Back in the 1980s, cable TV started branching out into various specialty channels, offering 24 hours of news, sports and weather.
I am getting close to being a half-century away from my kindergarten days, but in some crazy way, I can still remember the songs and activities.
His name was General and he was a palomino horse. Not a pretty golden palomino like Trigger, Roy Rogers' famous horse, but a kind of dull shade of beige.
Of all the seasons, there is something bittersweet about the end of summer. Of course, summer is far from over with the potential of more scorching days in August.
Our society places a high priority on winning. It is a seemingly natural thing to do.
In one of my favorite Merle Haggard songs, "Okie From Muskogee," Haggard writes about the local college saying "Football's still the roughest thing on campus and the kids there still respect the college dean."
This is the season of camp meetings, a protestant religious exercise that dates back to the early 1800s when Methodists and Baptists were just beginning to set up shop here in the U.S.
We will never go back to the days of three TV channels, one wired phone and a camera that required film, but there are times I'd like to.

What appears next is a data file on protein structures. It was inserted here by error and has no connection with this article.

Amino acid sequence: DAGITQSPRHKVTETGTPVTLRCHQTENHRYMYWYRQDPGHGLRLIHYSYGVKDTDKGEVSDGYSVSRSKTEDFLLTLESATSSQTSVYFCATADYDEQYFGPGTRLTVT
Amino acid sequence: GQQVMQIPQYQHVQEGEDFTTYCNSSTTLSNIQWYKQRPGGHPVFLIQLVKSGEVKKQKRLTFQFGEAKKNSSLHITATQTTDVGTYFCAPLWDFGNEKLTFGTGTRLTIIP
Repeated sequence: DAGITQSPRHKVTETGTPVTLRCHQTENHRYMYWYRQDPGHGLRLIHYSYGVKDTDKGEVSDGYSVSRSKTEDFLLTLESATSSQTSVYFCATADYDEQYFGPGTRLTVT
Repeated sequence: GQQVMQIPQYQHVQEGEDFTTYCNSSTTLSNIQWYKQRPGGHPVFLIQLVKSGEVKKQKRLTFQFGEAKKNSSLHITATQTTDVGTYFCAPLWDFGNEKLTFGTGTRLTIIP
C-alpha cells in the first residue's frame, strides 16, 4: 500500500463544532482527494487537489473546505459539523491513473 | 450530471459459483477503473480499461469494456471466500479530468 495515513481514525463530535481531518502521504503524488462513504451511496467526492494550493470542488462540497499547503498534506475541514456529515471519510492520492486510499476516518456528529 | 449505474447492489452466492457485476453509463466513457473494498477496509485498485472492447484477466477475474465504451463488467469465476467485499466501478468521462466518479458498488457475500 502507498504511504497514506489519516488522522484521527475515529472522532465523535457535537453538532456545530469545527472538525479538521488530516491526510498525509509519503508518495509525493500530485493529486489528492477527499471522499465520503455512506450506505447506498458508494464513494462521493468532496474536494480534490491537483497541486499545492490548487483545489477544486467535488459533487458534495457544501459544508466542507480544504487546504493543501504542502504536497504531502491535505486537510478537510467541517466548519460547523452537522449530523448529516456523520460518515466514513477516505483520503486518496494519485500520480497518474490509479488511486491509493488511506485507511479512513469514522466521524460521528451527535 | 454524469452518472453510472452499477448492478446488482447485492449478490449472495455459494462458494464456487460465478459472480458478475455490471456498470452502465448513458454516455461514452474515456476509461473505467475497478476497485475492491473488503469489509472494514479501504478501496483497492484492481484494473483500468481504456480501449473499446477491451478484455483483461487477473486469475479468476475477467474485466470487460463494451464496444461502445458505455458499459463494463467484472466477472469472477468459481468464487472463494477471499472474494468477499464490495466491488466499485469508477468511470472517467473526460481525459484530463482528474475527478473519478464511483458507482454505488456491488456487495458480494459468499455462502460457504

I was born in Atlanta and we lived there until I was 8. I was born in the middle of the time when racial tensions were rising. In my boyhood, the Vietnam War began to escalate and that created a different kind of tension.
With fresh peaches now arriving at produce markets around the region, I thought it was time for a churn of fresh peach ice cream.
In the Southern Baptist church, there once was an organization called Royal Ambassadors or "RAs" for short.
I don't know exactly at what age my baby girl blurted out something that sounded like "Daddy," but I've always loved the sound of it.
I love this country of ours. When I travel through it, I find myself loving it more.
Every now and then, you hear a story about someone who does something exceptionally nice for someone.
A few years ago, the TV Land cable channel erected several statues around the country of such legends as Bob Newhart, Andy Griffith, Mary Tyler Moore and Jackie Gleason.
I remember the night Martin Luther King Jr. was killed.
Funeral and wedding songs are often the subject of much discussion, particularly after the event.
The year begins with outstanding news: A University of Georgia junior has discovered a cure for kudzu.
It is the season of those wonderful New Year's resolutions. I don't know what bothers me the most, making them or breaking them.
The last time I checked, a day is still 24 hours and it still takes the Earth about 365 days to go around the sun.
Sometime in the next few days, radio stations will start playing Christmas music. A friend of mine suggested I write a column about recording artists associated with a Christmas song. So here I go.
One song says to "Count Your Blessings, Name Them One By One."
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